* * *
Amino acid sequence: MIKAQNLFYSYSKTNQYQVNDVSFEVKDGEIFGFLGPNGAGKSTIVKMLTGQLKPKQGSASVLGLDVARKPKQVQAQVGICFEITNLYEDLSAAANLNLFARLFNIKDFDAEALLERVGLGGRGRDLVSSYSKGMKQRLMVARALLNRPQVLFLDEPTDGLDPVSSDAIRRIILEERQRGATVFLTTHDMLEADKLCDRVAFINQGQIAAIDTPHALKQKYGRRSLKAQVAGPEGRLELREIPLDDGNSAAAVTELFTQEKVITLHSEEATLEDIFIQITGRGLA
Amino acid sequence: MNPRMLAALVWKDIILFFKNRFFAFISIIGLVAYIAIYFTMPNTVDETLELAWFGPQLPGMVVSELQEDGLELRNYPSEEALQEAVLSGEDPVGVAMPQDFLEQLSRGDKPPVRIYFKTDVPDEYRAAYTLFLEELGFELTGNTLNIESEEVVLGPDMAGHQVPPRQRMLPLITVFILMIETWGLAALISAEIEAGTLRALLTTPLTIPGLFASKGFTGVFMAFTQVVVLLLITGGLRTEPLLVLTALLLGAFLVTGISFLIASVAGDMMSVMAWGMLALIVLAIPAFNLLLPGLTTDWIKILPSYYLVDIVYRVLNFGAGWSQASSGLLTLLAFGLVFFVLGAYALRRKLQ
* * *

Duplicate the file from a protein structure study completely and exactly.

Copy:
Amino acid sequence: MIKAQNLFYSYSKTNQYQVNDVSFEVKDGEIFGFLGPNGAGKSTIVKMLTGQLKPKQGSASVLGLDVARKPKQVQAQVGICFEITNLYEDLSAAANLNLFARLFNIKDFDAEALLERVGLGGRGRDLVSSYSKGMKQRLMVARALLNRPQVLFLDEPTDGLDPVSSDAIRRIILEERQRGATVFLTTHDMLEADKLCDRVAFINQGQIAAIDTPHALKQKYGRRSLKAQVAGPEGRLELREIPLDDGNSAAAVTELFTQEKVITLHSEEATLEDIFIQITGRGLA
Amino acid sequence: MNPRMLAALVWKDIILFFKNRFFAFISIIGLVAYIAIYFTMPNTVDETLELAWFGPQLPGMVVSELQEDGLELRNYPSEEALQEAVLSGEDPVGVAMPQDFLEQLSRGDKPPVRIYFKTDVPDEYRAAYTLFLEELGFELTGNTLNIESEEVVLGPDMAGHQVPPRQRMLPLITVFILMIETWGLAALISAEIEAGTLRALLTTPLTIPGLFASKGFTGVFMAFTQVVVLLLITGGLRTEPLLVLTALLLGAFLVTGISFLIASVAGDMMSVMAWGMLALIVLAIPAFNLLLPGLTTDWIKILPSYYLVDIVYRVLNFGAGWSQASSGLLTLLAFGLVFFVLGAYALRRKLQ